Capacity planning is the process of determining the production capacity needed by an organization to meet changing demands for its products. In the context of capacity planning, "capacity" is the maximum amount of work that an organization is capable of completing in a given period of time. A discrepancy between the capacity of an organization and the demands of its customers results in an inefficiency, either in under-utilized resources or unfulfilled customers. The goal of capacity planning is to minimize this discrepancy. Demand for an organization's capacity varies based on changes in production output, such as increasing or decreasing the production quantity of an existing product, or producing new products. Capacity can be increased through introducing new techniques, equipment and materials, increasing the number of workers or machines, increasing the number of shifts, or acquiring additional production facilities. By definition, design capacity is the maximum output that can possibly be attained (Stevenson 1999).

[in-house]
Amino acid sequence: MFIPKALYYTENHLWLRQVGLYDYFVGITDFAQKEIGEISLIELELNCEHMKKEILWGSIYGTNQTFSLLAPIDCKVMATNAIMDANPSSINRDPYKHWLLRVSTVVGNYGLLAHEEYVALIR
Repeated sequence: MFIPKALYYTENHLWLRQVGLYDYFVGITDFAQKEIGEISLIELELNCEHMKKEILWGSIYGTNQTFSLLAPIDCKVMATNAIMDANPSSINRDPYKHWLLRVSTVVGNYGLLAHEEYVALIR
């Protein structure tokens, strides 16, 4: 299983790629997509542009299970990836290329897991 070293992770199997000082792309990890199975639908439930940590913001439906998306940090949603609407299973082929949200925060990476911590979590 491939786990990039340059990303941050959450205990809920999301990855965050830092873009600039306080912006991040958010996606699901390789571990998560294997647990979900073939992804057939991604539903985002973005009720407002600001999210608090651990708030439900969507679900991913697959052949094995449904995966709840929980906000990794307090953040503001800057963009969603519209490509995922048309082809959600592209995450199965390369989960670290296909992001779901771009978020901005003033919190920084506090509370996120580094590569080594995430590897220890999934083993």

In the short term, capacity planning concerns issues of scheduling, labor shifts, and balancing resource capacities. The goal of short-term capacity planning is to handle unexpected shifts in demand in an efficient economic manner. The time frame for short-term planning is frequently only a few days but may run as long as six months. Alternatives for making short-term changes in capacity are fairly numerous and can even include the decision to not meet demand at all. The easiest and most commonly-used method to increase capacity in the short term is working overtime. This is a flexible and inexpensive alternative. While the firm has to pay one and one half times the normal labor rate, it foregoes the expense of hiring, training, and paying additional benefits. When not used abusively, most workers appreciate the opportunity to earn extra wages. If overtime does not provide enough short-term capacity, other...
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